Car loan often better than plastic

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These days, people use credit cards to purchase just about anything — including automobiles. This week, I answer questions from two people considering purchasing a car on plastic.

As you’ll see, buying a car with a credit card can involve risks.

Dear Terry,
I am trying to decide whether to use a credit card or obtain an auto loan for the purchase of a relatively inexpensive used car (about $5,000).

I have a business credit card with a regular annual percentage rate, not introductory, of 7.9 percent, and the loan rates I’ve researched range from about 6.5 percent to 9.1 percent depending on whether I buy from a dealer or a private party. If I purchase the car with my credit card, I would make regular payments for as much as the loan payment would have been.

If I were to go with a traditional loan, I would opt for a five-year loan to keep the monthly payments low. I also would plan to pay off the remainder of the loan with a lump sum in about two years.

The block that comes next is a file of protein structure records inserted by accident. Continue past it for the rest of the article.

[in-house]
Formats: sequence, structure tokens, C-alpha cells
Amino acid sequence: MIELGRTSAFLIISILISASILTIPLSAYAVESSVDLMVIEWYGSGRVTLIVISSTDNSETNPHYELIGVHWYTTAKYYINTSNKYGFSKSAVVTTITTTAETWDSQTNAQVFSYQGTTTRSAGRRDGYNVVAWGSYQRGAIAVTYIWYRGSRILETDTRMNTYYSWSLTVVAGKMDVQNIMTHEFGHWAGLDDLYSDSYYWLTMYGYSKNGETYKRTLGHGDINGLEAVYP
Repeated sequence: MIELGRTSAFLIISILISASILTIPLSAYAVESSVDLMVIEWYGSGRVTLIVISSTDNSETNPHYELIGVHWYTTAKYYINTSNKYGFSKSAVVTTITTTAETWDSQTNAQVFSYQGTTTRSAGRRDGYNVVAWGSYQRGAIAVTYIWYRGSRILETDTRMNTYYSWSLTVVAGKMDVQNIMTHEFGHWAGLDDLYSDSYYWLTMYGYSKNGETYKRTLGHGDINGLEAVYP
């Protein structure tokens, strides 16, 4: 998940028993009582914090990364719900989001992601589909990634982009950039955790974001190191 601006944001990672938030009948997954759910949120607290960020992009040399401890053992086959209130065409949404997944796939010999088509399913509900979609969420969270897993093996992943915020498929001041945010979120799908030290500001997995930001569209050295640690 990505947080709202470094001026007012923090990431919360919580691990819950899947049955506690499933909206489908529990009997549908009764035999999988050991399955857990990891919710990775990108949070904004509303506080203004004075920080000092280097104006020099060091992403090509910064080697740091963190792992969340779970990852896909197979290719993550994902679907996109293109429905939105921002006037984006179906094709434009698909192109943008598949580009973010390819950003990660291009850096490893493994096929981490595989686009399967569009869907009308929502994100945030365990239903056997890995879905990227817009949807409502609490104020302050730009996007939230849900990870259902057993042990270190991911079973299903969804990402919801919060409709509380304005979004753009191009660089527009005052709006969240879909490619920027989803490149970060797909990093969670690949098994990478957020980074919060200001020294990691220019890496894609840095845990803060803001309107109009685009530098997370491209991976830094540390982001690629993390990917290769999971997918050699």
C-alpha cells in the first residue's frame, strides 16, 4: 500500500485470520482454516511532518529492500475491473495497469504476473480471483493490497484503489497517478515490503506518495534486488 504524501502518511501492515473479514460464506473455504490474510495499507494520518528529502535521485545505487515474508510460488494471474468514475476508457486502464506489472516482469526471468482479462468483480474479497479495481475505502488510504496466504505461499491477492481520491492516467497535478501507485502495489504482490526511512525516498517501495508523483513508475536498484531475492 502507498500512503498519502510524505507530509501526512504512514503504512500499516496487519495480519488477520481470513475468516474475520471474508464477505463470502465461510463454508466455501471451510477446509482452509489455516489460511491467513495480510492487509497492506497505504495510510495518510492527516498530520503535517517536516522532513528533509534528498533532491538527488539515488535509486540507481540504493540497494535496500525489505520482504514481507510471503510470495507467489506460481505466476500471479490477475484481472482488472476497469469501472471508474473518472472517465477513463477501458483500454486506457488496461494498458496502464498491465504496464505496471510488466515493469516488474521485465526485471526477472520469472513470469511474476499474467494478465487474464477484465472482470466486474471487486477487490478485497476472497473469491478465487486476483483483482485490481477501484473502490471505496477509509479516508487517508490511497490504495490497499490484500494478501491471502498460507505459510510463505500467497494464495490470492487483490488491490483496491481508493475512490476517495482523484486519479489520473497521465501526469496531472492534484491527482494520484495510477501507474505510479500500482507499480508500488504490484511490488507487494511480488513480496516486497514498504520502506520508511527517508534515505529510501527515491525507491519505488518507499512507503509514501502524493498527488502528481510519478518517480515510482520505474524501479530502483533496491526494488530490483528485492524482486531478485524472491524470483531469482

Do you have any advice about which approach to choose?


Dear Derek,
If you stick to your assumptions — and don’t miss any payments or have overdrafts that cause the credit card company to raise the interest rate to ridiculous levels — it may make sense to charge it.

But if you can get a five-year regular car loan at a rate lower than the credit card, that’s still the way I would go. That way, you would not use up your liquid credit on the card, leaving it open for use in emergency situations.

[[ Auto Loan Calculator ]]

Dear Terry,
I want to purchase a car with a credit card because I have poor credit. When I went shopping for a used car, the banks gave me a 15.9 percent loan rate. But to me that is way too high.

My parents gave me a credit card to use and I’d like to use it to purchase a used car. The credit card I have charges 5 percent. What do you think?


Dear Diana,
I’d double check that interest rate on the credit card. It’s unlikely that the rate would be that low if you were to take a cash advance to buy a car. Also, check the card agreement — many contain language that says the issuer can raise the interest rate considerably if even one payment is missed, which could make a car loan really expensive.

If you have a question for Terry, e-mail him at Driving for Dollars. Save money on your car — sign up for Bankrate’s new weekend Car & Money newsletter.